The traditional open approach for fixing mid-substance Achilles tendon ruptures typically involves a large 5 to 8 cm incision along the posterior aspect of the ankle with a direct end-to-end repair of the tendon stumps. The surgeon can use the Krackow locking stitch, the most commonly utilized stitch, to reapproximate the tendon ends.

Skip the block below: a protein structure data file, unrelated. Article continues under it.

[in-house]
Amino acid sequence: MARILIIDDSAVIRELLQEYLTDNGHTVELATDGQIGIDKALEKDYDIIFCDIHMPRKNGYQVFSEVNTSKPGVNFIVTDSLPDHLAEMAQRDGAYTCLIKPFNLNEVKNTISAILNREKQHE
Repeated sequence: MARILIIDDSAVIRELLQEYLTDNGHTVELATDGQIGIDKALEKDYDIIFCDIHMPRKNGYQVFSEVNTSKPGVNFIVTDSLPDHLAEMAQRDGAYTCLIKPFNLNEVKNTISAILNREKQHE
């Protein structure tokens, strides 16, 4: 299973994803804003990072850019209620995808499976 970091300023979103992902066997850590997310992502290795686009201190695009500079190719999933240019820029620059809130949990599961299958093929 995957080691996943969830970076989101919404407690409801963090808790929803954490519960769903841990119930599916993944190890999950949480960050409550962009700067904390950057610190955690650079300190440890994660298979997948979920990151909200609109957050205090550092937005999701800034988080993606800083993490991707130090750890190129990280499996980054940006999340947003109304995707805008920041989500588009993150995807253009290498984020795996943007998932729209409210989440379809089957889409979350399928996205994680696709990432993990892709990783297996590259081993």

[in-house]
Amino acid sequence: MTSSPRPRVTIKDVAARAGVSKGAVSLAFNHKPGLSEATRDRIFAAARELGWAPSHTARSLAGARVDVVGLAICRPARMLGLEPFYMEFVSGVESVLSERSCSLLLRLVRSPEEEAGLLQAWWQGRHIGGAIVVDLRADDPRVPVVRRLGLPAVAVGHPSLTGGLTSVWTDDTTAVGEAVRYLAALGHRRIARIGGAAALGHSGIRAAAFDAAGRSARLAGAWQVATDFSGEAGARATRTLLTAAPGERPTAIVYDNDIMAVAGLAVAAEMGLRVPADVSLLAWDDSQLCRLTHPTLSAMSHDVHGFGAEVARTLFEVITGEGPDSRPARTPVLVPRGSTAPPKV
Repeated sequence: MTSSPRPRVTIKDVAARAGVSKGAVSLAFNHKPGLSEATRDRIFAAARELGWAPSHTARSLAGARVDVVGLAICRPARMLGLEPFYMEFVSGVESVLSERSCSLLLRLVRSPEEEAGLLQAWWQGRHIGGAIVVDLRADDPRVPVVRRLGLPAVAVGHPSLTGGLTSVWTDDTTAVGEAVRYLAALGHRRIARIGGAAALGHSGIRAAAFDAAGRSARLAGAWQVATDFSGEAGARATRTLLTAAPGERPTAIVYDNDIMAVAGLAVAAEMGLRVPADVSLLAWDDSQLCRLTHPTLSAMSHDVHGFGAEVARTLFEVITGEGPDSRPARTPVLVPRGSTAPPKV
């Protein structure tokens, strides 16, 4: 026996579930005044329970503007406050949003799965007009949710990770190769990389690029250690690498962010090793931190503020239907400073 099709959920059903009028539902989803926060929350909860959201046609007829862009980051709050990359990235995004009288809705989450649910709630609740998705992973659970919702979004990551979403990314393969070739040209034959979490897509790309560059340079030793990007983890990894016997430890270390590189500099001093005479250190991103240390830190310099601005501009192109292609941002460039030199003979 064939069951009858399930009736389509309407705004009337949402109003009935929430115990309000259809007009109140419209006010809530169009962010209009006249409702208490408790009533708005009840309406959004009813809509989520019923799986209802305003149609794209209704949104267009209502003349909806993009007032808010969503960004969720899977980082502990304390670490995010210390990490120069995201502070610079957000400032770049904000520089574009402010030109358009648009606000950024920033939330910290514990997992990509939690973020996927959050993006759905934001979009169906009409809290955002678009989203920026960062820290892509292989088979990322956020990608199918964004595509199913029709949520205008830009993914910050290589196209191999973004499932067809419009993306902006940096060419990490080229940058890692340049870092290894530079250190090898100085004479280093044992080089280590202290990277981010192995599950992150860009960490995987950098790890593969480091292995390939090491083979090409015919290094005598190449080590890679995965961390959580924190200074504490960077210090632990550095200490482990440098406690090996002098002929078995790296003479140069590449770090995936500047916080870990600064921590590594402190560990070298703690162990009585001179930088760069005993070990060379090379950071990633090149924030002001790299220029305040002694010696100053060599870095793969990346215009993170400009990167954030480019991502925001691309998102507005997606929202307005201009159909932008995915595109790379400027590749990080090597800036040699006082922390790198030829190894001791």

One of the risks of the traditional open approach is surgical site infection. Such complications can be particularly worrisome given the proximity to the Achilles tendon. In a Cochrane Review, the authors found the mini-open approach had fewer post-op wound infections (0 percent) than the traditional open approach (18 percent).7 A 2005 meta-analysis showed a wound complication rate for the traditional open approach of 4.0 percent in comparison with 0 percent for the mini-open approach.5 In their systematic review, Bartel and colleagues found a wound complication rate of 0.8 percent for the mini-open approach.8 Another study comparing results of the mini-open approach to those of the traditional open method found 3 percent of patients treated with the mini-open approach developed superficial wound dehiscence.9 This is in comparison to 8 percent of patients in the open group who developed either a superficial wound dehiscence, a superficial infection or a deep infection.